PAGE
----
i do both....doesnt hurt. for whatever reason if you cant get a view with the Gscope, in my opinion one doesnt want to come out and 'reposition', lift the patient (heavy) and then try shoving blankets under him/her.In residency I used blankets, but since the advent of the Glidescope, I've never had to ramp anyone yet.
Where I trained we had the Troop pillow. I loved it. But I still occasionally supplemented the Troop pillow with sheets/blankets to get my ideal position.i've seen this done differently by different attendings...what's your intubating ramp technique for intubating the fatties?
Certainly true and I also frequently did the same in residency, however I offer that perhaps if you go private, you may begin to pare down certain prep or other activities which you no longer find necessary (as remarked by many other private folks in this thread) and may increase your overall efficiency. You may find you intubate obese patients just fine without ramping or perform other procedures without other prep. You'll figure what's worth your time and what's not and still deliver a safe and effective anesthetic. Unlike a colleague in a well known Minnesota "Clinic," who probably doesn't have to turn over their own rooms, setup "stuff" and has people to give them coffee, bathroom and lunch breaks, you may find in private those extra saved minutes allow you to choke down a hurried lunch or take a piss. Since he's teaching residents and has someone available to prep the room, it "saves" him time in optimizing intubating conditions, rather than having the resident struggle.i do both....doesn't hurt.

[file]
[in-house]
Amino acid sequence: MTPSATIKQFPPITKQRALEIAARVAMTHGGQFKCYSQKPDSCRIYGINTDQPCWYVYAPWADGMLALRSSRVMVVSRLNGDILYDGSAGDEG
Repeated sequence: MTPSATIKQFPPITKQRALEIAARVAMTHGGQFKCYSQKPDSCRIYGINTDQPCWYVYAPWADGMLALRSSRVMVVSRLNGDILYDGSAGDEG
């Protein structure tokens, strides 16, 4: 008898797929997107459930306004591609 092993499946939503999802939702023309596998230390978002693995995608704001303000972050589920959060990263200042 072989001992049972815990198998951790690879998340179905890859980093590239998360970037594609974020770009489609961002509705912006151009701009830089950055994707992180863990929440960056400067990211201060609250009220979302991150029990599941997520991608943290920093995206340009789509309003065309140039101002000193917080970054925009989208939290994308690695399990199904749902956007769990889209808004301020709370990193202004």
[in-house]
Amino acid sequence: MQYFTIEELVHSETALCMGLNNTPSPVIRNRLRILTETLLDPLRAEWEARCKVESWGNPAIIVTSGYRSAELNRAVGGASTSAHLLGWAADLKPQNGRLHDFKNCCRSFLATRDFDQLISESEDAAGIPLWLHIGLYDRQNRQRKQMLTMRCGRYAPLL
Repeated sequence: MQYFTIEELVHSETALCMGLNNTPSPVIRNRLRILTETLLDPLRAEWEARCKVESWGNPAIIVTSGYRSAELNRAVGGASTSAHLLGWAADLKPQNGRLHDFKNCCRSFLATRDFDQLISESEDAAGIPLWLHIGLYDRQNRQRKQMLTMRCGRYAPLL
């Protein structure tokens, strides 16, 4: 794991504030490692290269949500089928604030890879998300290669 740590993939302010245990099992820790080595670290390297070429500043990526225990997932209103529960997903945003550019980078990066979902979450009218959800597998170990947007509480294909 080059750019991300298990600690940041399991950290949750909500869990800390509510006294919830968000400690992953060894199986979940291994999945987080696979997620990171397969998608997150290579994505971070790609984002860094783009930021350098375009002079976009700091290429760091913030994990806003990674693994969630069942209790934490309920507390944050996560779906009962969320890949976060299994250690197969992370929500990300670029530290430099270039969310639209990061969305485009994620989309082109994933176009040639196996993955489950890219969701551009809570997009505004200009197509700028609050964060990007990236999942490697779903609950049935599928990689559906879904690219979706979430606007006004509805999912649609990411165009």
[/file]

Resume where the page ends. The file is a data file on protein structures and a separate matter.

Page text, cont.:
I do it from the get go.
I believe SleepIsGood refers to the following http://www.skymall.com/shopping/detail.htm?pid=96981577&c=http://media.gatewaync.com/wsj/images/2009/08/28/sleep.jpg
This isnt it, but theres something that looks like these 'troop pillows' that you see on those "SKY MALL" mags. Apparently you can open it up and place it on tray tables and use it to sleep on.
Those troop things i be are real cheap blankets man, blankets.
This made me think of one of my buddies who finished last year and is now in PP. He sticks the subclavian from the head of the bed because he says it takes too long to walk around to the side.Certainly true and I also frequently did the same in residency, however I offer that perhaps if you go private, you may begin to pare down certain prep or other activities which you no longer find necessary
Right? Where does it say you gotta do a subclavian from the side? I say, more power if he can do it from the head of the bed - totally saves you from walking around the anesthesia machine and back... Now if I can figure how to do the radial A-line from the head of the bed... Prior to my current place of employment, you'd have to start the peds IV and mask as well, so they'd just pull the kid's hand over his head to you and you'd mask w/ left hand, and stick w/ right hand - thank goodness they'd connect up the IV at least. Now that I think about it, I could totally do it - I'd just have the patient's hand taped up by his head in position w/ the armrest going upwards (sorta like they were holding their right hand up swearing in a court of law). I'm gonna try it on my next cardiac case... induce/intubate, then A-line at head of bed, then central line - will save me from walking back and forth. Nice...This made me think of one of my buddies who finished last year and is now in PP. He sticks the subclavian from the head of the bed because he says it takes too long to walk around to the side.